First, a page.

Patrick  Jensen

Patrick James Jensen

Brother. Son. Sweet Soul. Warrior.

Patrick was someone who laughed and smiled at many different things and really experienced the world with an open mind and open heart. He loved dumb jokes and stand up comedy and was someone who had an infectious joy and personality. He was like anyone, he wanted to be loved and respected and happy. He also wanted to make others happy, which he did.

He was diagnosed with bipolar and depression at a young age and struggled with heroin addiction from the age of 17 to his ultimate passing at the age of 30. He tried multiple rehabilitation methods and was able to stay clean for long periods of time but would usually start using again eventually, especially during times of hardship. This last year he was able to maintain a year of sobriety and was in a wonderful place but was unable to fully beat his addiction and we lost him to an overdose earlier this year. I think knowing his pain and struggle has permanently changed my perspective on addiction. I witnessed his immense strength and ability to fight for so long and when you think about how many others are going through such hardships, especially those who are alone or lack support, it is heartbreaking. I think what we can all take away from people who fight against addiction is just how much willpower and effort it takes.

I miss everything about him. He had more empathy than anyone I have ever known. He would never hesitate to give everyone a hug and warm embrace. Even if they were complete strangers. I don't honestly think he had any hate in his heart at all. I don't just miss the clean version of my brother, or the older brother from when I was younger whom I looked up to with wide eyes. I miss the brother who was always struggling for his life. The brother who even though he was sick from withdrawal still showed up to help me move and to watch me graduate. I miss not only the person he was but the person he never got to become. I miss the person who would have been the best father ever and would have loved that child more than anything. He was supposed to grow older and be an uncle and his addiction robbed the world of a really wonderful person. I will just miss him and not getting those bear hugs during the holidays that was always followed by "love you brotha."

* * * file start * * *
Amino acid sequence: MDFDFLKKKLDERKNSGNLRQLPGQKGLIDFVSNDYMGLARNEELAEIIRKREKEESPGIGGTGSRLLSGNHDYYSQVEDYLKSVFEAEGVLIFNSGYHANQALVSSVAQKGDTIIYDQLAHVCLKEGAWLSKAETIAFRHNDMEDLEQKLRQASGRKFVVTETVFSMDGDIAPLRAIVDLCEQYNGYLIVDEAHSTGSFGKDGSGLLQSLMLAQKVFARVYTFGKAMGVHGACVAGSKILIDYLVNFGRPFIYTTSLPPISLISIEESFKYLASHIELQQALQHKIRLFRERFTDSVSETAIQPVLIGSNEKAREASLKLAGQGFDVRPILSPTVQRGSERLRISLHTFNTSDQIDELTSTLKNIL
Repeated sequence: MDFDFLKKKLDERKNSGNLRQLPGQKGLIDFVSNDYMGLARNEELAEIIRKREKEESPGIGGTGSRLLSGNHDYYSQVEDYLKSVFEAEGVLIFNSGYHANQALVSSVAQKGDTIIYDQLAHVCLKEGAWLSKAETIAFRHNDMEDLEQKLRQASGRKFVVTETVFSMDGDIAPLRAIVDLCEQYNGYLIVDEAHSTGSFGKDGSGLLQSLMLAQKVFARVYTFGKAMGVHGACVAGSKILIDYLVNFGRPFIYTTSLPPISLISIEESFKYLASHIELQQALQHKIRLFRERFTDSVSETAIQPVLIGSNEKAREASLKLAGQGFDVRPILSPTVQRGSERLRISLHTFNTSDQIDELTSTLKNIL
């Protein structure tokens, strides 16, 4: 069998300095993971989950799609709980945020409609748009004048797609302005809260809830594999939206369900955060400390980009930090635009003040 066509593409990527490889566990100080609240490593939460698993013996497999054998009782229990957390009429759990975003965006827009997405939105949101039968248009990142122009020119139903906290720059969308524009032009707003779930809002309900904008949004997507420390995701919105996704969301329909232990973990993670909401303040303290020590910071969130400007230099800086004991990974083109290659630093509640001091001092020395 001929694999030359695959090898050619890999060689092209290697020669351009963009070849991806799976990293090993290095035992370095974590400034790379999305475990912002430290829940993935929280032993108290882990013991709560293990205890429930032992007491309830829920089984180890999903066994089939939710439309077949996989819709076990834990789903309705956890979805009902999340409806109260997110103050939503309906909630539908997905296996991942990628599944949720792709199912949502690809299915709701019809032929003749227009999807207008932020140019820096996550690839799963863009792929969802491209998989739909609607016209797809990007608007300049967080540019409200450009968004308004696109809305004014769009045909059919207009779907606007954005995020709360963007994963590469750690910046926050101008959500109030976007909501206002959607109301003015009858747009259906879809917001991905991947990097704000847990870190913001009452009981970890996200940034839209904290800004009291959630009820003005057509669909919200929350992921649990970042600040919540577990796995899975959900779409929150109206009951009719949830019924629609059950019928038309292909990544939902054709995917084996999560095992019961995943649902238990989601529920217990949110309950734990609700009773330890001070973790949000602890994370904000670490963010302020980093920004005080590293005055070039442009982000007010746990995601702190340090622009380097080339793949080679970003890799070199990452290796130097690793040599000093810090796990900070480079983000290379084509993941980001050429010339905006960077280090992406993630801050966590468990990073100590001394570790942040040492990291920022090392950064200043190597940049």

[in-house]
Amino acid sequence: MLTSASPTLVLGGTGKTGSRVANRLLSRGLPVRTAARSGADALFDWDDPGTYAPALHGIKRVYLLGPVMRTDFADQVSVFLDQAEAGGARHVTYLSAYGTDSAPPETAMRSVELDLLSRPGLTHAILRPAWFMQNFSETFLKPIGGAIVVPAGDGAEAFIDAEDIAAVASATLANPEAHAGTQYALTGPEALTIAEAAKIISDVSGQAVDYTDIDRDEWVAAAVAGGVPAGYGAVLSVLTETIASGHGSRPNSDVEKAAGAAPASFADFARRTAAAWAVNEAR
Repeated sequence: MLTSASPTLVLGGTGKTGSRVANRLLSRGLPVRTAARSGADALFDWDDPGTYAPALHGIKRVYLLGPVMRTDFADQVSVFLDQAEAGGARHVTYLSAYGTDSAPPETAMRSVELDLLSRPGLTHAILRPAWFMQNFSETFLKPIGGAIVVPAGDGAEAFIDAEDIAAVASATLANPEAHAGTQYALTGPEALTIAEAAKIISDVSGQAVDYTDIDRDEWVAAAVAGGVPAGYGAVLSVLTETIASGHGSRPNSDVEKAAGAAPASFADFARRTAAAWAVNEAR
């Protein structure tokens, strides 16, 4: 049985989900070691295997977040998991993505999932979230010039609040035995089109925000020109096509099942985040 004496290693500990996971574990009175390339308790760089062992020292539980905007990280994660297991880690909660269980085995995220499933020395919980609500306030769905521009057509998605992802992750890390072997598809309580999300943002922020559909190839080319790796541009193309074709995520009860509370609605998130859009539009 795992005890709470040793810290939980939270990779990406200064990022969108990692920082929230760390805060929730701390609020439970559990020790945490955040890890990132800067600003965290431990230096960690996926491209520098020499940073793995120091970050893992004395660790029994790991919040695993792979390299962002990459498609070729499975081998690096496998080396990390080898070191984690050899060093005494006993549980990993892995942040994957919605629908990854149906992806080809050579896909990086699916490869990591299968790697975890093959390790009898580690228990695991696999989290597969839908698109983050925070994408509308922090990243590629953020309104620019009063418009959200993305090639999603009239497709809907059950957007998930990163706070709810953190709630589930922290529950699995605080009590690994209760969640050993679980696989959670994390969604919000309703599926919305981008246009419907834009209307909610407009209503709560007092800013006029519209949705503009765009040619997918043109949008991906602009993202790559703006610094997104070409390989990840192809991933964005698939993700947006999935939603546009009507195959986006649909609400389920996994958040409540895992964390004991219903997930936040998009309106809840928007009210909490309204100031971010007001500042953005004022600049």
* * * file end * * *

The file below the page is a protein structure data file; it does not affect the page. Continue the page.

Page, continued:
His motto was "IT'S GONNA BE OK, BECAUSE IT'S OK" which on the surface makes absolutely no sense but when you dig into it a little deeper, has a lot of depth and meaning. In a way, this perfectly sums up who Patrick was. He was someone who easily could have been reduced to everything he was on the surface, and was someone who society or even Patrick himself would deem a failure. When you scratch below that surface or veneer, something truly beautiful and wonderful was revealed. He was a person with remarkable courage and strength who fought every day (until the end) for happiness in his life. He had hopes and aspirations and never gave up on trying to get help. People who live with addiction are the some of the strongest human beings on this planet and he was living proof of this. The next time you encounter someone with any type of addiction, think of the people like my brother who did not possess a judgmental bone in their body. Remember that all persons are deserving of love and empathy, and if you can, smile and tell them "it's gonna be okay, because it is already okay."

Overdoses have increased 42% during the COVID-19 pandemic. Help us save lives.

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Overdoses have increased 42% during the COVID-19 pandemic. Help us save lives.

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